Eurozone leaders will decide later today (Monday) whether to grant Greece the next tranche of its €240bn rescue package on time, as chiefs still remain divided on whether to delay payments, as the beleaguered country has failed to implement a set of reforms.
The Troika - the European Union (EU), European Central Bank (ECB) and International Monetary Fund (IMF) - must decide whether to throw the sovereign debt-hit country its next €8.1bn (£7bn, $10.5bn) lifeline, in light of Greece missing agreed austerity measures.
Although Greece's finance minister Yannis Stournaras has attempted to quell market fears that a deal will not be reached, the country has breached the terms of its bailout deal, by not cutting enough jobs or cutting public spending.
Greece is under pressure to prove it can deliver on austerity measures set out by lenders in order for it to receive its next round of bailout cash.
However, the Greek government has already missed a June deadline to place 12,500 public sector workers into a so-called "mobility scheme", which was to transfer or terminate their employment within a year.
Prime Minister Antonis Samaras' government almost collapsed over bailout-related job cuts at state broadcaster ERT. The crisis-hit nation has agreed as part of its rescue package terms to cut 15,000 public sector jobs by the end of 2014.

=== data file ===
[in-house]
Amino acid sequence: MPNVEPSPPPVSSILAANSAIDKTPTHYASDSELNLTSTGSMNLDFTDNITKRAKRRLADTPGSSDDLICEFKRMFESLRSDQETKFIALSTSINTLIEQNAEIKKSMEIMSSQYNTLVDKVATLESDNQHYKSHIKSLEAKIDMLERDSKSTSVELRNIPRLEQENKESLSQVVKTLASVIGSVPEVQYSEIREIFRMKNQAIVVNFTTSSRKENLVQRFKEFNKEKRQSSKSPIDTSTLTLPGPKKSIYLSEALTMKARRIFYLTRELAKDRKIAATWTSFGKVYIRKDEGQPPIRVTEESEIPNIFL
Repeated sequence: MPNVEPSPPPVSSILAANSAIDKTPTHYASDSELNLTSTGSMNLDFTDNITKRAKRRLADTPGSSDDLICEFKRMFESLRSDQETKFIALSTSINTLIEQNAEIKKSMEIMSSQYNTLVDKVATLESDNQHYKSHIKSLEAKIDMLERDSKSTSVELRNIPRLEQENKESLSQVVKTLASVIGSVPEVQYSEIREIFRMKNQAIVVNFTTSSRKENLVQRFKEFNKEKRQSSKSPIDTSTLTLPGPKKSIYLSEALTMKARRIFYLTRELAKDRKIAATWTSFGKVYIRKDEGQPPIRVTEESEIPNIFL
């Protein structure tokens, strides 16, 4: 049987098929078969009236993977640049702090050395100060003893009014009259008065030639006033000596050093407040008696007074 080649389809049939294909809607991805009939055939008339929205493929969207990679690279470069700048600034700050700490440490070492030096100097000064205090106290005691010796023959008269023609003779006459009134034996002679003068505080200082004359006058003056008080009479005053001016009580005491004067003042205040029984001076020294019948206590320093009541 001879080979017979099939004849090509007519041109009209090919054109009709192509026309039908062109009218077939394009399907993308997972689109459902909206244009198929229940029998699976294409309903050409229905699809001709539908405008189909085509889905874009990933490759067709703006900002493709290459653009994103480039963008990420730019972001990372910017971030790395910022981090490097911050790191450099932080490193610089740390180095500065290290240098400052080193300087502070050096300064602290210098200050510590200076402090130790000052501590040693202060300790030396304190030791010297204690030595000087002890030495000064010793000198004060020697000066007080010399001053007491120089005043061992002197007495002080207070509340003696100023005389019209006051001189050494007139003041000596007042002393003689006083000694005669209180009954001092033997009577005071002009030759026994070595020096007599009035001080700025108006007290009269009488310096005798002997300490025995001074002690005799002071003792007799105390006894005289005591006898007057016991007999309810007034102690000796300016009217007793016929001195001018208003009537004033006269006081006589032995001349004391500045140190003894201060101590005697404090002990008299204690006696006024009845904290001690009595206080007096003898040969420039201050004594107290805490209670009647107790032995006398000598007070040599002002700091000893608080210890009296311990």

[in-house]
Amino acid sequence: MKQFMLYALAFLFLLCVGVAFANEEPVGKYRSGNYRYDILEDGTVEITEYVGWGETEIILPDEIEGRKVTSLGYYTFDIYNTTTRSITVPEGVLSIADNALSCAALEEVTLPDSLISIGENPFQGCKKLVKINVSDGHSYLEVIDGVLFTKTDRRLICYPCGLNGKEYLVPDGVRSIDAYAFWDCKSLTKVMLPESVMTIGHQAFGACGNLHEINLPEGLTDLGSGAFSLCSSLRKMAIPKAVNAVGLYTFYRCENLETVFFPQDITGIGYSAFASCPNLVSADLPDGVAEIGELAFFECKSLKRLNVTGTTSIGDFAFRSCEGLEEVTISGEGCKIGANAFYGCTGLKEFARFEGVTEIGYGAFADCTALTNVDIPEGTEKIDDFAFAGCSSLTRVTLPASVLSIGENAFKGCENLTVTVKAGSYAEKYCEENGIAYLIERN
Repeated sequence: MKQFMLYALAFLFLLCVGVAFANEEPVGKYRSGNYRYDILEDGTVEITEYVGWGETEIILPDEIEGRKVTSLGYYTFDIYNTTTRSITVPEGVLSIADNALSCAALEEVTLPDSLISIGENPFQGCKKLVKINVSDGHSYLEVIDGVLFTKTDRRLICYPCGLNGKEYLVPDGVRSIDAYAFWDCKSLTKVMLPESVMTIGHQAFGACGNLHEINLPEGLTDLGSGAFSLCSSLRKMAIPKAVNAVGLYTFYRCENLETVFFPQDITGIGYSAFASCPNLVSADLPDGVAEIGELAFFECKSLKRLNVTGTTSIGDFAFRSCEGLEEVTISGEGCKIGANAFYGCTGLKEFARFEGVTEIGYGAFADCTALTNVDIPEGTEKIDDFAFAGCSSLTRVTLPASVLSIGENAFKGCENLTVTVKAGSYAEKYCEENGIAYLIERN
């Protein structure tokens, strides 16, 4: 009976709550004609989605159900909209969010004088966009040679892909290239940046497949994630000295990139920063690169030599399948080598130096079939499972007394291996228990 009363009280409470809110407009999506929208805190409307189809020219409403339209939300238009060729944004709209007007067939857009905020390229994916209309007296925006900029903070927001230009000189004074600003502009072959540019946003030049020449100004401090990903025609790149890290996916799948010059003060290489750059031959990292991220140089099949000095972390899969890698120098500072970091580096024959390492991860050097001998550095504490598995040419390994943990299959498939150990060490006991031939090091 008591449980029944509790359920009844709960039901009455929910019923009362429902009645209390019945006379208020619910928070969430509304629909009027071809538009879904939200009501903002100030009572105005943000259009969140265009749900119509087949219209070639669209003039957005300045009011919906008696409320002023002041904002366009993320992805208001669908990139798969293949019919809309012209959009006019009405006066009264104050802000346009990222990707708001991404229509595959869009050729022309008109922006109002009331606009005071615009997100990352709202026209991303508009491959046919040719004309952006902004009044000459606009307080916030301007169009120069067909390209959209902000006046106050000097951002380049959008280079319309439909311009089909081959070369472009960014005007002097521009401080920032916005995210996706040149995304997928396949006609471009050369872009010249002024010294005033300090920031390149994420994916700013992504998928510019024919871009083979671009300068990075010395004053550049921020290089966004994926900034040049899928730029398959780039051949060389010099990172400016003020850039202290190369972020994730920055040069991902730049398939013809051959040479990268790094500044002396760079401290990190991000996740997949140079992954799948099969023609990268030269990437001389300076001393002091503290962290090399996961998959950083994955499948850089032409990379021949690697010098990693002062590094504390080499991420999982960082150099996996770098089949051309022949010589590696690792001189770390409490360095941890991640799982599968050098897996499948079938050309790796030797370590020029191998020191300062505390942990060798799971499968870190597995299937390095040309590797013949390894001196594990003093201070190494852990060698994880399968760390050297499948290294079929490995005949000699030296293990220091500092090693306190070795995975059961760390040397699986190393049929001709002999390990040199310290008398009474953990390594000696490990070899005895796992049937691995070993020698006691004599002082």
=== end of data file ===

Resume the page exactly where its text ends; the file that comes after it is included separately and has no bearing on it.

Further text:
ERT's 2,900 employees were sacked on 12 June but further public sector reforms and privatisation plans have been delayed.
Ministers are now also eyeing another option of splitting the next rescue package chunk into further installments in order to force the country to push harder on cuts without risking Greece falling deeper into crisis.
"This is a delicate moment and we cannot drop our guard," said a senior euro zone official involved in preparing the talks, according to media reports.
"Nobody wants a return of the crisis."
Greece is desperate for the next slice of its bailout as it has to pay back €2.2bn of bonds in August this year.
However last week, a senior Greek finance minister source said "it won't be the end of the world," if the country didn't receive its next bailout tranche on time.
"In the worst case scenario we will have to increase the issuance of T-bills, we will delay repaying arrears and it could lead to further cuts to payments."